Angela Rosenberg earned her ‘sea legs’ long before she took her first steps. In some of her earliest memories, she’s sitting at the helm of her family’s sailboat on the Chesapeake Bay. Boating brought her family closer together. Every hour on the water also brought her closer to her future career as a marine scientist.
Now, Rosenberg is helping a new generation of children find a passion for marine and environmental science by getting them out on the water.
As part of a partnership between FIU and the ANGARI Foundation — a nonprofit created by Angela and her sister, Kari, who is the director of development at Marvel — local middle and high school students will accompany FIU marine scientists on weekend expeditions at sea. The foundation’s boat R/V ANGARI will become a classroom where learning and field work come to life. On the schedule: Everything from shark tagging to examining plankton under a microscope.
“FIU is a perfect partner, because they share our goal of bringing science to the public,” Rosenberg said. “Everyone knows that research doesn’t just happen with one person. It takes a team. Together, we’re going to give students a chance to go behind the scenes — to talk to scientists, see what research is about and what a career in marine science actually looks like up-close and in-person.”
The Rosenbergs established the ANGARI Foundation in 2016 to bridge the gap between science, research, education and the public. To do this, they needed the perfect boat that could serve as a platform for research and also host groups of scientists, teachers, students and filmmakers.
After months of searching, they finally found it: A 65-foot privately owned and well-maintained yacht named Cassandra Jade. Then the renovations began. The living room became a lab. Indoor and outdoor workspaces were added. The newest technology and equipment were installed. The final touch was giving the vessel a new name — ANGARI, a combination of Angela and Kari.
FIU and ANGARI will host 12 trips over the year — during the fall and spring semesters. Applications are open for formal and informal educators interested in participating in the program.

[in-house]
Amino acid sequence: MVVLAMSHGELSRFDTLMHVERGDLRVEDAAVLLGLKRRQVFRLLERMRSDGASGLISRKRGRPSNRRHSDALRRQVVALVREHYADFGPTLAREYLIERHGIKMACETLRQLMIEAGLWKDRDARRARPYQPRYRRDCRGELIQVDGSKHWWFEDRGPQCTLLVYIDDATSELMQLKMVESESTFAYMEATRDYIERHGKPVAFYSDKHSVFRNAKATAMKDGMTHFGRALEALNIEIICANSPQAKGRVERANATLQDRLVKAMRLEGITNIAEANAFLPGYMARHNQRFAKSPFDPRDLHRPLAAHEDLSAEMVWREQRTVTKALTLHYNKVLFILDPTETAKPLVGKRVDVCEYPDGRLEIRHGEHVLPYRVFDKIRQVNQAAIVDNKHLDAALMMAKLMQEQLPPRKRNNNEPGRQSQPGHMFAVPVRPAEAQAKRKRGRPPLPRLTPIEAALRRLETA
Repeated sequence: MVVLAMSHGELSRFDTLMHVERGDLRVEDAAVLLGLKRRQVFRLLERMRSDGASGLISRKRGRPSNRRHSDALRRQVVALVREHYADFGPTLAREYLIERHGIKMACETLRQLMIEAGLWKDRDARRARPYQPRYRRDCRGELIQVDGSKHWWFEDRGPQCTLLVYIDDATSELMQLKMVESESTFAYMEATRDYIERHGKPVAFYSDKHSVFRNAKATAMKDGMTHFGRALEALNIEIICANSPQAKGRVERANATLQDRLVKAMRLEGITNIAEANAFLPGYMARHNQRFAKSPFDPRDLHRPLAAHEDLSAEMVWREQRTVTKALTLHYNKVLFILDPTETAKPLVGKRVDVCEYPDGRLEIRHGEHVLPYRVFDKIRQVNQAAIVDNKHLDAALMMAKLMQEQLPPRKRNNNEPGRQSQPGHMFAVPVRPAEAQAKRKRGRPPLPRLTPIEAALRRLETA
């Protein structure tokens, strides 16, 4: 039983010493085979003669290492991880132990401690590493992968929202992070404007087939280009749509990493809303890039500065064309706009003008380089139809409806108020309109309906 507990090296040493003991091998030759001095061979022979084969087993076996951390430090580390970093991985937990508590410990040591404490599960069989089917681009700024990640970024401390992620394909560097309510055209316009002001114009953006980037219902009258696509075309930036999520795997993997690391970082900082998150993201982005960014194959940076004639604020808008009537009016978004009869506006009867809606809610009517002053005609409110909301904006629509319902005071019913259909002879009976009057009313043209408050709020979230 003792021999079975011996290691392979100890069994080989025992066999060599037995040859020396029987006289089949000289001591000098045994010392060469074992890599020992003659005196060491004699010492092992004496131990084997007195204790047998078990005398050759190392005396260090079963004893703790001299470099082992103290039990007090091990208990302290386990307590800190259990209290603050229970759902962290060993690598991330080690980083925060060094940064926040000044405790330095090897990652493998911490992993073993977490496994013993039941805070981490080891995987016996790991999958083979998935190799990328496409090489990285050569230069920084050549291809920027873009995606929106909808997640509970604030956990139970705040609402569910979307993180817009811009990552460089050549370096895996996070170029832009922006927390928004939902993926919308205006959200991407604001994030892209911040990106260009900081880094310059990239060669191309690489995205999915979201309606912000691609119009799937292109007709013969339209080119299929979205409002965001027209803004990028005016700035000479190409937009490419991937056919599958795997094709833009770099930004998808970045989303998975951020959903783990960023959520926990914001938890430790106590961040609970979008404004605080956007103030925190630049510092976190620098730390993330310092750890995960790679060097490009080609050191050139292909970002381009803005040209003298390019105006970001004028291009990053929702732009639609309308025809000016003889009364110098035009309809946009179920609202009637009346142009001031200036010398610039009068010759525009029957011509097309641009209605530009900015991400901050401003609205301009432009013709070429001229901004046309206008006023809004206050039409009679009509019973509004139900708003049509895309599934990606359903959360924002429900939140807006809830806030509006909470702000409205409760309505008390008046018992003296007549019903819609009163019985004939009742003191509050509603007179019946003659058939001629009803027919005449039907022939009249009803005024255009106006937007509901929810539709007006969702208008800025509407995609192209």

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During the past several months, FIU and the ANGARI team have been piloting the new program, which will begin in the fall semester. During this phase, FIU researchers, including Mike Heithaus, who also serves as dean of the College of Arts, Sciences & Education, have led a few expeditions.
“This partnership is about connecting children to our oceans in a really personal and lasting way. What better way to do this than to let them be with our researchers, helping them tag sharks and appreciate why these predators are so important to our marine ecosystems,” he said. “At the same time, our scientists are expanding their research beyond what is possible otherwise.”
Those scientists are also showing the students what is possible. Rosenberg knows this type of interaction with a marine scientist would’ve changed everything for her.
Growing up, she didn’t know it was possible to have a career studying the ocean. “I wanted to go into science and thought of becoming a doctor. I didn’t realize a career in this field was possible. I was like, ‘You can go to college for marine biology?’” she recalls.
That revelation changed everything. In college, Rosenberg switched directions, earning a bachelor’s degree in marine science and biology and a master’s in marine geology and geophysics. She went on to conduct research on deep sea coral, marine fossils, ocean acidification and more. Rosenberg hopes that the students on these expeditions will not only get excited about science, but also see a path for the future.
“There’s no doubt that I am where I am today, because of all the time I spent on the water,” Rosenberg said. “I hope this experience is just as life-changing for the students who come aboard ANGARI.”